In 1927, Gunn was one of four food processing firms bought by R.S. McLean and his associates. They combined the businesses into what became Can­ada Packers.

By 1930, mechanical refri­ger­ation made its appear­ance in a handful of local stores. The technology had been in use for decades else­where, but few small store­keepers could justi­fy the ex­pense of buying and running a freezer. Canada Pack­­ers accelerated the introduction of freezers to stores in the area by placing them in stores that had the highest volumes of ice cream sales. That meant deliveries could be made weekly rather than daily.

When Fred Smale became manager of the Canada Packers Harriston operations in the 1930s he pushed the production and distribution of ice cream. Despite bad economic con­­di­tions, sales not only re­mained strong, but grew signi­ficantly. In 1937, produc­tion hit 19,000 gallons, eight times what it was a decade before.

In 1943, production topped 52,000 gallons and would have been much higher were it not for restrictions on sugar. That put a cap on production, but the plant continued to produce ice cream until the federal govern­ment removed sugar rationing in 1947. That summer, produc­tion mushroomed to 93,000 gallons.

By then, freezers were virtually standard equipment in grocery stores, and in drug stores that conducted a sideline in ice cream. Packaging had moved to retail sizes, particu­larly the pint size “brick” of waxed box board. Sales were so heavy in 1947 that manager Al Harrison and his wife went to the plant on Sundays to make up the cartons to be filled the next day.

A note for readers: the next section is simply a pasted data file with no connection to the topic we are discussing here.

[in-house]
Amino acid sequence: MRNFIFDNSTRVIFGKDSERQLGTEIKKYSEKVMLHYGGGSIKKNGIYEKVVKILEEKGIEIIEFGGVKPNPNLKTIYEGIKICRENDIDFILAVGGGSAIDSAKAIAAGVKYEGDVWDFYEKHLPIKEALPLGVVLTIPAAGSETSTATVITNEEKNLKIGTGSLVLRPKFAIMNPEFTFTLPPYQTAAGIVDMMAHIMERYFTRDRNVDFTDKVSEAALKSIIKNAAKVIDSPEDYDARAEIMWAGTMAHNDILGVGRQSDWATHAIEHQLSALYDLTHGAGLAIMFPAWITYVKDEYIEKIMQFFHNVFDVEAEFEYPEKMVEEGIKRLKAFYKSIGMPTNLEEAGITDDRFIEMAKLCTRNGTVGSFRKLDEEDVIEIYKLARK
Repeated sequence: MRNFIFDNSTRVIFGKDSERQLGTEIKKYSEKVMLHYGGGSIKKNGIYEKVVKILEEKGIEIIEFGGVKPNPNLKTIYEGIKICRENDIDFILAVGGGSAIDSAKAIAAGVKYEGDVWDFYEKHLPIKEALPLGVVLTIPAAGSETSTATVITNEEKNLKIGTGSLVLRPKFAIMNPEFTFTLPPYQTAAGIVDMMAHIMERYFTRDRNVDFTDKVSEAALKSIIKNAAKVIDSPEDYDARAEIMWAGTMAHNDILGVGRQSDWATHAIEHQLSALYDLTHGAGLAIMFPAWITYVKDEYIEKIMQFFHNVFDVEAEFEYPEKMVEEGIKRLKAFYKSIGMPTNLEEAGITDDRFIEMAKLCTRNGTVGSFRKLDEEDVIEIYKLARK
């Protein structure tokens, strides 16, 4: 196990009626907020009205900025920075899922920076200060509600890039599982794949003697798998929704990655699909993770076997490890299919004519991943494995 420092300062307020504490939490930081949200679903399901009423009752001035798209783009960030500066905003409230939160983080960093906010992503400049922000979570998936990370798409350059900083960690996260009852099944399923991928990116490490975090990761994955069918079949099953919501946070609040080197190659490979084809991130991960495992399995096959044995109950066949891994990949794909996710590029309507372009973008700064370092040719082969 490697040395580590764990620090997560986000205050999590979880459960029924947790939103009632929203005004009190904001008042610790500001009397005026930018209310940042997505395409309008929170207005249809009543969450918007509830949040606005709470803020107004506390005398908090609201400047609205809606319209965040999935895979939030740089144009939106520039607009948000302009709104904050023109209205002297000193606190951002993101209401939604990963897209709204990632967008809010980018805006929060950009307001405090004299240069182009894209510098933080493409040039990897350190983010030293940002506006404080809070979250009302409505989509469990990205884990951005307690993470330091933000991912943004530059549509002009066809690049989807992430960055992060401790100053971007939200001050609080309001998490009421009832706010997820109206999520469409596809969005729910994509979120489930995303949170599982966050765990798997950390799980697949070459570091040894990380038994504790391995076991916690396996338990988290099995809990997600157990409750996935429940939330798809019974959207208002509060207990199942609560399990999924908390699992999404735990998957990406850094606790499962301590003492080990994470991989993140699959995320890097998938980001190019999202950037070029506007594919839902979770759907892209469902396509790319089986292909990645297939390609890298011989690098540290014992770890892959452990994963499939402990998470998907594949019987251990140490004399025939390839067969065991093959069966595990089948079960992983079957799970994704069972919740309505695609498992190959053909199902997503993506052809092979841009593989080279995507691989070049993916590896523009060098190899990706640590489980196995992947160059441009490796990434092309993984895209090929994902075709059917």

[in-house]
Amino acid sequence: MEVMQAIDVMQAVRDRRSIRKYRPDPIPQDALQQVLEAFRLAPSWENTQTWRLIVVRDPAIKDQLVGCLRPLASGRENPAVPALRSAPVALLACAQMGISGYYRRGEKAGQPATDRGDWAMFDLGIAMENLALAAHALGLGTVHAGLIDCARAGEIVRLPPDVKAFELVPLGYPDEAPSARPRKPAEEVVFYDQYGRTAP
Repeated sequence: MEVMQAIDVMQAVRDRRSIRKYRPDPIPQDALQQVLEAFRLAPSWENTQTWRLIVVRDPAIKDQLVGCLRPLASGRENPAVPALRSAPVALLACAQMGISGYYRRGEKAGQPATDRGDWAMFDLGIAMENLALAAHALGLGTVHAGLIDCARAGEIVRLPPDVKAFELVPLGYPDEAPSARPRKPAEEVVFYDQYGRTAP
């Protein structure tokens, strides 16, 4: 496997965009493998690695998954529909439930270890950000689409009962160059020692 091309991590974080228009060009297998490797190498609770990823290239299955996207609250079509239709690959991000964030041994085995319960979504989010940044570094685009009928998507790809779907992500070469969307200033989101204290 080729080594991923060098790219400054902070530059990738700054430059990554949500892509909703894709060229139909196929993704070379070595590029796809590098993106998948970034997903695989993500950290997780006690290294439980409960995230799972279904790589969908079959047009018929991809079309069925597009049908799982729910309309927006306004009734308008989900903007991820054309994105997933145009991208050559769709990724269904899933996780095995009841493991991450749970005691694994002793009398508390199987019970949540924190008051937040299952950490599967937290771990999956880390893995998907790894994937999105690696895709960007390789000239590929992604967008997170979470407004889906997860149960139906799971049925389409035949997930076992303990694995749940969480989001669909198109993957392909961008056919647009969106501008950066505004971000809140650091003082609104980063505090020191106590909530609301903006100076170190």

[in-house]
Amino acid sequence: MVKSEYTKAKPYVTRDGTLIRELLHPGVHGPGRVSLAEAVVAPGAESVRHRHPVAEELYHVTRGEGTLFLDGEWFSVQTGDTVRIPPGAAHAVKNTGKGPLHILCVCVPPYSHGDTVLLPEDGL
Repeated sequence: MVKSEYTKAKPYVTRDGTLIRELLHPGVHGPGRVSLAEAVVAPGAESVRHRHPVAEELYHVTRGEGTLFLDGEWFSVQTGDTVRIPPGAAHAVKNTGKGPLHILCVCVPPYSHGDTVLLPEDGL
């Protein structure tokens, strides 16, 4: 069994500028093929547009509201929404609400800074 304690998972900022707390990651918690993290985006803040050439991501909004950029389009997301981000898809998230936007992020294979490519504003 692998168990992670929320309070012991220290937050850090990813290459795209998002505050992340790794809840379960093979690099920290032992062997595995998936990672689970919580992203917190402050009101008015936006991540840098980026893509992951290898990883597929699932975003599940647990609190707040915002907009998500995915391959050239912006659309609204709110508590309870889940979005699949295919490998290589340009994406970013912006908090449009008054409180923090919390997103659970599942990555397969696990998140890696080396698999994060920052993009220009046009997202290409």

Based on the surprisingly strong 1947 sales, Canada Packers decided to build a new plant for the ice cream line and other milk products at Harris­ton. The facility, as modern and efficient as any in the country, went into operation in 1948, and the following year Har­riston Clover Cream ice cream was distributed as far as Tor­onto. Ice cream was by then a year-round product, and had become standard fare in many households.

The local identification of the product ended in 1950, when Canada Packers changed the brand name to York, to be in conformance with its many other products using that name. By then trucks were delivering Harriston ice cream as far as Tobermory in the north, Wind­sor in the southwest, and Brampton in the east, and on a limited basis to Toronto and points as far east as Kingston.

A period of uncertainty for the Harriston plant began in 1979, when Hillsdale Holdings, a British conglomerate, pur­chased a controlling interest in Canada Packers. The new own­ers soon spun off the dairy products lines to Ault Foods, which was then part of the Brascan empire controlled by the Bronfman family.

There were persistent rum­ours of closures and major changes through the 1980s. The axe fell in January 1991. It was truly a shock: the Harriston plant would be entirely shut down. The Canada Packers op­erations in Harriston were the major employer there, with more than 100 full time people on the payroll. In addition, the plant was a significant supplier of jobs for summer students, taking in 50 or more each sum­mer.

The old Clover Cream ice cream was a local favourite, particularly in the northern portion of Wellington County. There are no doubt many readers of this column who recall a refreshing serving of the treat many decades ago. It was but a small part of the story of the food processing industry that was, for much of the 20th century, at the centre of Har­riston’s economy.



Stephen Thorning